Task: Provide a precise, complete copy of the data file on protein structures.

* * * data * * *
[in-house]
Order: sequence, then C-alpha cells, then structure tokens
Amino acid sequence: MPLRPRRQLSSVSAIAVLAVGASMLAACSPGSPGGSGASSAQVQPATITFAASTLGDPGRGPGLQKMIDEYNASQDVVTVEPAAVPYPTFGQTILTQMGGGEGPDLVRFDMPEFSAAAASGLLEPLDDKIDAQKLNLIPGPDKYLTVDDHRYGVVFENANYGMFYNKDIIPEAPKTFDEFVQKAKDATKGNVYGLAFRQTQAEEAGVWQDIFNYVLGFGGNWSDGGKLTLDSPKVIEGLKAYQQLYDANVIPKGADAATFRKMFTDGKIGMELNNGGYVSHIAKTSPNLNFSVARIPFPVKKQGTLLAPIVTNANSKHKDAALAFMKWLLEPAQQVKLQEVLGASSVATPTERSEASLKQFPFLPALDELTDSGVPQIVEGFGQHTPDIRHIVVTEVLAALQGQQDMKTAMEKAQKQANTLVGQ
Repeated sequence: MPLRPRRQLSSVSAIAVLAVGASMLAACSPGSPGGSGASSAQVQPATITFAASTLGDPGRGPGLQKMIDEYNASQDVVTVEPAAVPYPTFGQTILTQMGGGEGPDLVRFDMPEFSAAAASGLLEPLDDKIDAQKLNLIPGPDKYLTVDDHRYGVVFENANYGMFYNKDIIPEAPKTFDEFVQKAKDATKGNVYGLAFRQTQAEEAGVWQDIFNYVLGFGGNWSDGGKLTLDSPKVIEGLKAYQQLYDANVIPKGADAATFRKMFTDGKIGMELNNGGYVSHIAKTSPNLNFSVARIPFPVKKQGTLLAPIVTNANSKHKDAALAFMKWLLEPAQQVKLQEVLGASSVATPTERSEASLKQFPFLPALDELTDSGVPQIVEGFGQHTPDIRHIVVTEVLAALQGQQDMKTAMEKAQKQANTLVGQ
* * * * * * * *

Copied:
[in-house]
Order: sequence, then C-alpha cells, then structure tokens
Amino acid sequence: MPLRPRRQLSSVSAIAVLAVGASMLAACSPGSPGGSGASSAQVQPATITFAASTLGDPGRGPGLQKMIDEYNASQDVVTVEPAAVPYPTFGQTILTQMGGGEGPDLVRFDMPEFSAAAASGLLEPLDDKIDAQKLNLIPGPDKYLTVDDHRYGVVFENANYGMFYNKDIIPEAPKTFDEFVQKAKDATKGNVYGLAFRQTQAEEAGVWQDIFNYVLGFGGNWSDGGKLTLDSPKVIEGLKAYQQLYDANVIPKGADAATFRKMFTDGKIGMELNNGGYVSHIAKTSPNLNFSVARIPFPVKKQGTLLAPIVTNANSKHKDAALAFMKWLLEPAQQVKLQEVLGASSVATPTERSEASLKQFPFLPALDELTDSGVPQIVEGFGQHTPDIRHIVVTEVLAALQGQQDMKTAMEKAQKQANTLVGQ
Repeated sequence: MPLRPRRQLSSVSAIAVLAVGASMLAACSPGSPGGSGASSAQVQPATITFAASTLGDPGRGPGLQKMIDEYNASQDVVTVEPAAVPYPTFGQTILTQMGGGEGPDLVRFDMPEFSAAAASGLLEPLDDKIDAQKLNLIPGPDKYLTVDDHRYGVVFENANYGMFYNKDIIPEAPKTFDEFVQKAKDATKGNVYGLAFRQTQAEEAGVWQDIFNYVLGFGGNWSDGGKLTLDSPKVIEGLKAYQQLYDANVIPKGADAATFRKMFTDGKIGMELNNGGYVSHIAKTSPNLNFSVARIPFPVKKQGTLLAPIVTNANSKHKDAALAFMKWLLEPAQQVKLQEVLGASSVATPTERSEASLKQFPFLPALDELTDSGVPQIVEGFGQHTPDIRHIVVTEVLAALQGQQDMKTAMEKAQKQANTLVGQ